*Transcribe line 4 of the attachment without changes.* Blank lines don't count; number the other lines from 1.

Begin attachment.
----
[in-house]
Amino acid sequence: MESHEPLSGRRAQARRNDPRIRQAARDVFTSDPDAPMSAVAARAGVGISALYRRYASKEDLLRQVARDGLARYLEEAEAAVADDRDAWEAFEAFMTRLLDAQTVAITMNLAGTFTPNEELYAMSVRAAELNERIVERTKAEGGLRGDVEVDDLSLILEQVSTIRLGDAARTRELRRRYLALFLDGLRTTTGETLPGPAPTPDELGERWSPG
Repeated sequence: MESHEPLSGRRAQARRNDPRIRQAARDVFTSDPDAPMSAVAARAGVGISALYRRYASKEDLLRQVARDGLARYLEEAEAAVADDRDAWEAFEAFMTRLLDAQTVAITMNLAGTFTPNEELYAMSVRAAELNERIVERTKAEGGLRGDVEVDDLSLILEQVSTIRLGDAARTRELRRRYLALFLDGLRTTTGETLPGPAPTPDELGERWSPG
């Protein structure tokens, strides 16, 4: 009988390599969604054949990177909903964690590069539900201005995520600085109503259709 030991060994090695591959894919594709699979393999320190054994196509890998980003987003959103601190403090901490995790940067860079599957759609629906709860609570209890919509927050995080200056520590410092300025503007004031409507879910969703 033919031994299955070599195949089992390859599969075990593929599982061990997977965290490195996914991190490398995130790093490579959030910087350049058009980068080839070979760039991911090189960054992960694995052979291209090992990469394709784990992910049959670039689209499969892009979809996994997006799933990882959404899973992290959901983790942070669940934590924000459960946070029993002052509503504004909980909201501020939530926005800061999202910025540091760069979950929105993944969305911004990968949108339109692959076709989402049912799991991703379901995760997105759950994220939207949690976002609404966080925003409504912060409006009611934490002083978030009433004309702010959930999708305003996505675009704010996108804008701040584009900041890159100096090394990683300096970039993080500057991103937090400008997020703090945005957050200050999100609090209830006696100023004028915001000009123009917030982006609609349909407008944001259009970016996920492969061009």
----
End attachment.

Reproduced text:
């Protein structure tokens, strides 16, 4: 009988390599969604054949990177909903964690590069539900201005995520600085109503259709 030991060994090695591959894919594709699979393999320190054994196509890998980003987003959103601190403090901490995790940067860079599957759609629906709860609570209890919509927050995080200056520590410092300025503007004031409507879910969703 033919031994299955070599195949089992390859599969075990593929599982061990997977965290490195996914991190490398995130790093490579959030910087350049058009980068080839070979760039991911090189960054992960694995052979291209090992990469394709784990992910049959670039689209499969892009979809996994997006799933990882959404899973992290959901983790942070669940934590924000459960946070029993002052509503504004909980909201501020939530926005800061999202910025540091760069979950929105993944969305911004990968949108339109692959076709989402049912799991991703379901995760997105759950994220939207949690976002609404966080925003409504912060409006009611934490002083978030009433004309702010959930999708305003996505675009704010996108804008701040584009900041890159100096090394990683300096970039993080500057991103937090400008997020703090945005957050200050999100609090209830006696100023004028915001000009123009917030982006609609349909407008944001259009970016996920492969061009």